Tuesday, June 10, 2014

Adapting to Ongoing Erosion at Cranston’s Stillhouse Cove


by Wenley Ferguson
The evidence of the erosive force of Superstorm Sandy was not just confined to the south coast of Rhode Island. Stillhouse Cove, a small waterfront park in the Edgewood neighborhood of Cranston, suffered significant erosion during the storm. Bordered by a salt marsh, the park is exposed to the east, where storm-generated waves crash against a steep bank. During Sandy, the bank eroded and threatened the loss of the park. 
Coir mat "burritos" create a gentle, protective 
slope that will help prevent erosion.

After years of collaboration on restoring the Stillhouse Cove salt marsh, the Edgewood Waterfront Preservation Association (EWPA) and Save The Bay teamed up on an innovative erosion control project to address the bank erosion. 

Instead of trying to replace the lost soil along the steep shoreline, the bank was carved back to create a gentle slope that will dissipate future wave energy. Coir envelopes, coconut fiber mats filled with sand that resemble large burritos, will protect the slope from future storms. Contemporary Landscaping, a local contractor, teamed up with NETCO, a Massachusetts construction project manager that specializes in the installation of the coir mats. 

An excavator was used to carve a slope out of the bank, then three coir mats were installed in a series of steps on top of each other. The mats were covered with the excavated soil from the bank, and then covered with additional coconut fiber. 

The project was a true collaboration of a number of partners. The City of Cranston provided sand for the coir mats, and Coastal Resources Management Council, the Natural Resources Conservation Service (NRCS), and National Oceanic and Atmospheric Administration (NOAA) each provided funding and invaluable technical guidance for the project.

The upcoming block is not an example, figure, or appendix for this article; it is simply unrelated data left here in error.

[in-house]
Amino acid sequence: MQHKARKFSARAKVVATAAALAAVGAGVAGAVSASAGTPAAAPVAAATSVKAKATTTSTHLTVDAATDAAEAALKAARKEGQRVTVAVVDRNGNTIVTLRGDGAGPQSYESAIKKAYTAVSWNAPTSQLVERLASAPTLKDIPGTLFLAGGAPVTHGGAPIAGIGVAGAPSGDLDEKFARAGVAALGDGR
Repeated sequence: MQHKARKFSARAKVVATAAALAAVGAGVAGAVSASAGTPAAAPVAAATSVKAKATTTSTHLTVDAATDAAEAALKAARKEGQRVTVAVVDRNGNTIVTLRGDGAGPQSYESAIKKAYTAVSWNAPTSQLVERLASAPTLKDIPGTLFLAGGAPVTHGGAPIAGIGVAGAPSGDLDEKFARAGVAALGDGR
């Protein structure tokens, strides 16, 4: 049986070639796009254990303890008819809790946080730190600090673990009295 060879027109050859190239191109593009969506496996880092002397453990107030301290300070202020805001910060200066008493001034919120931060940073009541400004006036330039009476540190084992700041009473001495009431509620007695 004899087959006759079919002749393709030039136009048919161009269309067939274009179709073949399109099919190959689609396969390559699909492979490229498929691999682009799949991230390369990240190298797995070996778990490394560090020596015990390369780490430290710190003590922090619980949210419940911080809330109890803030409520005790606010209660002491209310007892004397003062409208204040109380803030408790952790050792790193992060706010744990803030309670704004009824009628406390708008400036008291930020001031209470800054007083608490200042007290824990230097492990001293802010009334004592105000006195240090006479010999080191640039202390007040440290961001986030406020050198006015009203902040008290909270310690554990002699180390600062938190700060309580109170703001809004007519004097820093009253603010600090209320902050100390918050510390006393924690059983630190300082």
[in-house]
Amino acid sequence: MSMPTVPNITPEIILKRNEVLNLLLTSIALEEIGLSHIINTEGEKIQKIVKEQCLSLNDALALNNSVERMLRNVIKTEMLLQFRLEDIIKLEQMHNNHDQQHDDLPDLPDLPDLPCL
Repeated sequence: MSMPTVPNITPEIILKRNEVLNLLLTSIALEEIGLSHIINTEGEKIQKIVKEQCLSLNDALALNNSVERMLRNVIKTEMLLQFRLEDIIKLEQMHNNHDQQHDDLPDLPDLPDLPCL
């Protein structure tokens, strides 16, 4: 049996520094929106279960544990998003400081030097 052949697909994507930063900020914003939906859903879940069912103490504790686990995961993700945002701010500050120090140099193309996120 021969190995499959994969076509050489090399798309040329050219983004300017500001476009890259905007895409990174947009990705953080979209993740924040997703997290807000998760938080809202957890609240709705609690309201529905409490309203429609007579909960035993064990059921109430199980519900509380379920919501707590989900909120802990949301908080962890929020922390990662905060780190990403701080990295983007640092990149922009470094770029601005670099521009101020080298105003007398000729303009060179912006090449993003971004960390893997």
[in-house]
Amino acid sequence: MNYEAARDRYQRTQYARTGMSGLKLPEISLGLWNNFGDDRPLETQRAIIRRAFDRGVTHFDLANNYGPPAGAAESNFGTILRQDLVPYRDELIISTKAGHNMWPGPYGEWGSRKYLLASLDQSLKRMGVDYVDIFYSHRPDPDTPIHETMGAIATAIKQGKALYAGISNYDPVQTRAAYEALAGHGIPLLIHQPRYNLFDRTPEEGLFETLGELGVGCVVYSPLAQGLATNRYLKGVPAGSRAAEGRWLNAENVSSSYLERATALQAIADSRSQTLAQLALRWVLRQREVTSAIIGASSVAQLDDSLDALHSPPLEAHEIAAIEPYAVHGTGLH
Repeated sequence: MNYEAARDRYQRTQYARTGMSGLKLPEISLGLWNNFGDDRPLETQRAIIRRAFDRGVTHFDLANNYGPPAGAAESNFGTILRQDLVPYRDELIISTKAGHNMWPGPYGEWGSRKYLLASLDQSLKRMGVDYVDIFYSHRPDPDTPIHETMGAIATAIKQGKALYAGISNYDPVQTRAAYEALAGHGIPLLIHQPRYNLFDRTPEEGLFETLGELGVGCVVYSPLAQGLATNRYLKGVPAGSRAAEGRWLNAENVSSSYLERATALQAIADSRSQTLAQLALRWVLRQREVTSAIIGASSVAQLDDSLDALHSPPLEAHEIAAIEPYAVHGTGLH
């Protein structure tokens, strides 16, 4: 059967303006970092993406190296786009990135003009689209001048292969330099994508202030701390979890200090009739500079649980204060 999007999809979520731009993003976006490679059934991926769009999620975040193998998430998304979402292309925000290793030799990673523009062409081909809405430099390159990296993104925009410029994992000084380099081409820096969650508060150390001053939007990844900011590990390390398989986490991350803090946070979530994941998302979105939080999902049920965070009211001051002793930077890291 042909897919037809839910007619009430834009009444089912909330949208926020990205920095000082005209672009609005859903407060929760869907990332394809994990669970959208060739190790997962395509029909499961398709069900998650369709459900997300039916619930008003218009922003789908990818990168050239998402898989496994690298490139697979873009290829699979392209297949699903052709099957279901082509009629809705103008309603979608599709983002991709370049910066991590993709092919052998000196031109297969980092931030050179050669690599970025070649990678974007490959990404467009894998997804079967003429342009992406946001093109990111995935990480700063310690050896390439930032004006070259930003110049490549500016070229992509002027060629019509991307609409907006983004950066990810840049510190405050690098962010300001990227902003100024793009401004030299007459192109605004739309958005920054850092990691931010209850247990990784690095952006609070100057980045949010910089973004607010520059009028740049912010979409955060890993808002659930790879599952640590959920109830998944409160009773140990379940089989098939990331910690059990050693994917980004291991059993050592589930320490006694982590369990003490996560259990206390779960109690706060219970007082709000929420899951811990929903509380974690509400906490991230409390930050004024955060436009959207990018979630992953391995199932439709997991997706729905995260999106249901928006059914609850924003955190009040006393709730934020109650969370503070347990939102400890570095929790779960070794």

Once the bank was regraded, a variety of native grasses was planted to act as a buffer between the park and the salt marsh, and to stabilize the bank. Neighborhood volunteers from EWPA, students from Johnson & WalesUniversity, Save The Bay staff and interns, and the contractor installed 6,500 plants along the cove in just one week. Due to the steepness of the slope, the fall drought and remnants of debris from historic fill along the marsh, the planting conditions were less than ideal, yet the involvement of the community was inspiring. One volunteer read about the project in The Providence Journal and stopped by to see how he could help. Moments later, he had a trowel in hand and was scrambling up and down the bank planting grasses. 

This shoreline adaptation project was part of Save The Bay’s Bay-wide effort to identify opportunities to protect shorelines naturally and create a more resilient coastline. As sea level rises, it will be important to create places where wave energy can be dissipated, and where shorelines can adapt to changing conditions.

This was published in the Spring 2014 issue of Tides, Save The Bay's biannual magazine.

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